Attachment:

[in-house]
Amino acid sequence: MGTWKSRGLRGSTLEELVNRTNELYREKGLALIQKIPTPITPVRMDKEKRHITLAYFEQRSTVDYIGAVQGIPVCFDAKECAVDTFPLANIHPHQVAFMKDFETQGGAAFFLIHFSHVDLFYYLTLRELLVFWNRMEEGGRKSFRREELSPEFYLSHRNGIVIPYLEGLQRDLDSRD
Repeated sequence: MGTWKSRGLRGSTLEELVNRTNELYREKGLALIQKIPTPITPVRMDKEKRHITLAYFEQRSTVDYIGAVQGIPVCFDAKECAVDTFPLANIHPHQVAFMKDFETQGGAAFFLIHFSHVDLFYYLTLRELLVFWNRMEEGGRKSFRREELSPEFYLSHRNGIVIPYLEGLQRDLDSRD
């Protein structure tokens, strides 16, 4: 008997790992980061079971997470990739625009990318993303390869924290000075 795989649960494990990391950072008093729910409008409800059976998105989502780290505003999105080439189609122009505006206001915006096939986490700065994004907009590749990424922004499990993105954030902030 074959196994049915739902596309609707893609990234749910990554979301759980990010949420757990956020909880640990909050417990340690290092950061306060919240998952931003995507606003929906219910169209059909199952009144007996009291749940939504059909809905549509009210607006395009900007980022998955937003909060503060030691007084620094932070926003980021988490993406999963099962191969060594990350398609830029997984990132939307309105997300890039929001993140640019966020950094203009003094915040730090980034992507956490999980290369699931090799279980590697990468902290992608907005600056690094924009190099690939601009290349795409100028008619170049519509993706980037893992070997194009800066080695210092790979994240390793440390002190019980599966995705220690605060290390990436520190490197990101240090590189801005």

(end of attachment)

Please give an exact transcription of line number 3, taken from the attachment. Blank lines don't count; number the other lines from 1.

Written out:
Repeated sequence: MGTWKSRGLRGSTLEELVNRTNELYREKGLALIQKIPTPITPVRMDKEKRHITLAYFEQRSTVDYIGAVQGIPVCFDAKECAVDTFPLANIHPHQVAFMKDFETQGGAAFFLIHFSHVDLFYYLTLRELLVFWNRMEEGGRKSFRREELSPEFYLSHRNGIVIPYLEGLQRDLDSRD